The family of more than 120 barely knew each other on Sept. 30.
But on Saturday, they shared laughter, sorrow, experiences and turkey at a Thanksgiving potluck dinner in Henderson.
Route 91 Harvest festival concert attendees came together at the Henderson Convention Center to celebrate the first major holiday since the Oct. 1 mass shooting they escaped. Since that day, dozens of shooting survivors have bonded in their shared experiences, creating what many call their “Route 91 family.”
Saturday’s dinner was one of many get-togethers survivors have planned to help heal with the people who best understand their experiences: one another.
“For a lot of people, this was eight weeks ago and it’s the farthest thing on their mind,” said organizer Shawna Bartlett, a shooting survivor. “For us, this just happened yesterday.”
Many survivors attending the dinner had connected through social media over the past weeks but were meeting for the first time. Several recognized one another from across the room, shrieked and embraced.
Heather Gooze, who was tending bar inside the festival and held shooting victim Jordan McIldoon’s hand as he died, hugged Jennifer Holub and they laughed like old friends.
“It’s so nice to meet you in person,” Gooze said.
Gooze said she helped carry McIldoon’s body on a ladder at the festival grounds and felt his grip on her hand loosen. She stayed with his body for more than four hours at the concert grounds and spoke with his family and friends over the phone. She wrote his name on his clothes to make him more easily identifiable.
“I was Jordan’s connection to his family,” she said. A “Route 91 Bar Team” tattoo donned her left wrist. “I promised them that I wouldn’t leave (him) and make sure that everybody knew who he was.”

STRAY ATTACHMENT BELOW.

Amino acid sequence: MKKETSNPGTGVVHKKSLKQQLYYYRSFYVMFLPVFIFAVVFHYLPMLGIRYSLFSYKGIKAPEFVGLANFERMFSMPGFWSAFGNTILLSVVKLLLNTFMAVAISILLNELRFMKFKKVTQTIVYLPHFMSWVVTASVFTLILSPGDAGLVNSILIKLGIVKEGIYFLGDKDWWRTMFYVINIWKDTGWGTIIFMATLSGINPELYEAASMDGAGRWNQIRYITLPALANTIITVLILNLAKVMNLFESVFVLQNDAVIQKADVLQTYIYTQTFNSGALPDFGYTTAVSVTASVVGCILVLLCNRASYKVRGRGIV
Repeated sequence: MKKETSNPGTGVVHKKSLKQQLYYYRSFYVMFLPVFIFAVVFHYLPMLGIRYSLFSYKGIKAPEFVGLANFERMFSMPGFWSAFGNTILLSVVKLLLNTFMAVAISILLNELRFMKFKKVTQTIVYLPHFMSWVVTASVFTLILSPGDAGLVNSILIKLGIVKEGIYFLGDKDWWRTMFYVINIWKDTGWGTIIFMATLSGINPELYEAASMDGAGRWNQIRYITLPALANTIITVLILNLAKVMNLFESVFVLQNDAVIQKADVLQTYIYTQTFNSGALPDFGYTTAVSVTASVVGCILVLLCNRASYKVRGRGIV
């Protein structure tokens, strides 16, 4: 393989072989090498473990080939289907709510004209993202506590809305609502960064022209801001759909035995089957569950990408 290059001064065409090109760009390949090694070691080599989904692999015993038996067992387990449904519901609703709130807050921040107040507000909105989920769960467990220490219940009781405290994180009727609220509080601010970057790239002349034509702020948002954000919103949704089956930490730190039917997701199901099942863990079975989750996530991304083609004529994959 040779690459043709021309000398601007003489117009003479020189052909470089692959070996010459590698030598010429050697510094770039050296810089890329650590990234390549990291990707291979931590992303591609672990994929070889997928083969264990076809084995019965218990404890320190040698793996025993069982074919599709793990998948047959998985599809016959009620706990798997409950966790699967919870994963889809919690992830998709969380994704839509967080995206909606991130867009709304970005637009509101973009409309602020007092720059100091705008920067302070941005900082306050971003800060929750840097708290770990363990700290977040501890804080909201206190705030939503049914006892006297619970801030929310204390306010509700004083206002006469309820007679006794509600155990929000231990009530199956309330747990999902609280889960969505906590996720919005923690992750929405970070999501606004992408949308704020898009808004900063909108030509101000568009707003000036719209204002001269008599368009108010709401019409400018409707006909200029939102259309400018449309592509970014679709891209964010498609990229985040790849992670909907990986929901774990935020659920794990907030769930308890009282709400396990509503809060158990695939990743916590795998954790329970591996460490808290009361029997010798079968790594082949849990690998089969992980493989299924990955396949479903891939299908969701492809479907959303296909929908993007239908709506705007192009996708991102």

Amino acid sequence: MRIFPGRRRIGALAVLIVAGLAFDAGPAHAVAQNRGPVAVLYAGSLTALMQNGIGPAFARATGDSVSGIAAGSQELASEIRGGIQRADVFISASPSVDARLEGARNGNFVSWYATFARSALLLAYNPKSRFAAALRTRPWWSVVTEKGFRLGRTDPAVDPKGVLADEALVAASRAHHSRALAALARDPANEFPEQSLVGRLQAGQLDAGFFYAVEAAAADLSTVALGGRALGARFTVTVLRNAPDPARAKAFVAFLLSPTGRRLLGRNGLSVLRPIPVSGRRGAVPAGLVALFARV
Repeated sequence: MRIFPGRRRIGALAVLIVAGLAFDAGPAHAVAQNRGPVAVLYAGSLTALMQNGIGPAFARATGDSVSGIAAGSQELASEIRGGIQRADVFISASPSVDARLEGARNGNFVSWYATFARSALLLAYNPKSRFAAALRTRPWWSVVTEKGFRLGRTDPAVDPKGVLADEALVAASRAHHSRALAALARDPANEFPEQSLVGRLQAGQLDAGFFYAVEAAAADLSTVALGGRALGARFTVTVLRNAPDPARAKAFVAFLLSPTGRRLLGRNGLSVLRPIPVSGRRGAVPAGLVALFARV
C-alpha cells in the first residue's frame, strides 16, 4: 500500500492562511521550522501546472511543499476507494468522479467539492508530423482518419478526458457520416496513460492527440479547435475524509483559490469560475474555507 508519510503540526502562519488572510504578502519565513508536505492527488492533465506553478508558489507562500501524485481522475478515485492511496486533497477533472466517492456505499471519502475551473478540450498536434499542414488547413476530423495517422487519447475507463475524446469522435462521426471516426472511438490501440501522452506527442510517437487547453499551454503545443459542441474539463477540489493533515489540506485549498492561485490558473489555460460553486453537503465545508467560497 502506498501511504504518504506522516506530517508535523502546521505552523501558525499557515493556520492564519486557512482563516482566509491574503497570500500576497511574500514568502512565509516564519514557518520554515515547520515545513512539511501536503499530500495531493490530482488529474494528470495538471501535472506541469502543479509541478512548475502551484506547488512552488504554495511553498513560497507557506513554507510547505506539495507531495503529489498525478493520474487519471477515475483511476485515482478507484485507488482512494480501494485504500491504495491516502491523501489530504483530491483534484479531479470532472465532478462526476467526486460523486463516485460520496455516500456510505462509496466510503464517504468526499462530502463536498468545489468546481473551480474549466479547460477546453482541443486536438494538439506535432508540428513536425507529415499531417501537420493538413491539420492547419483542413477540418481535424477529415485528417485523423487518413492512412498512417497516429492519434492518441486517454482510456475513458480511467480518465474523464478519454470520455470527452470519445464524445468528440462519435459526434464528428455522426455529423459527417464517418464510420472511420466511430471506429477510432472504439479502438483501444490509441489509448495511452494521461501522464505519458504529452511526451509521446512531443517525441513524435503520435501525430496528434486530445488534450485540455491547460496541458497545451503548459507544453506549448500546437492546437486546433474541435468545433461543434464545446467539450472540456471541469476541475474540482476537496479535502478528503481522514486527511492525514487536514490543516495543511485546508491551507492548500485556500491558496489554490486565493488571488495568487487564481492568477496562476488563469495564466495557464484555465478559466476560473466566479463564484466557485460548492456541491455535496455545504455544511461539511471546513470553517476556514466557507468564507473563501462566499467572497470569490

Like others at the event, she wants the shooting and the 58 people killed to remain in the public’s consciousness.
“People have forgotten a little bit about it,” Gooze said, “and yet we live it every day.”
Her friend, Caitlin Brunner, was working with her the night of the shooting. Wearing the festival wristband she’s worn all but maybe two days since the shooting, she recalled hiding next to an ATM with bullets flying overhead.
Brunner, who has attended a few survivors’ events, said they demonstrate the strength of people put in a situation they never asked to experience.
“Being a part of it makes me very happy, but at the same time it’s not something that I would ever wish on my worst enemy,” she said of the survivors’ close-knit community.
Bartlett said she was acquainted with only two of the dinner attendees before the shooting. On Saturday, she said she knew all but 15 or 20 of them.
Organizer Stacie Armentrout said more than 120 people signed up for the dinner. She said it was important to her that shooting survivors had a way to celebrate a holiday with family.
“This is my family,” said Armentrout, tearing up as she surveyed the crowd of survivors waiting for dinner to be served. “This is my family.”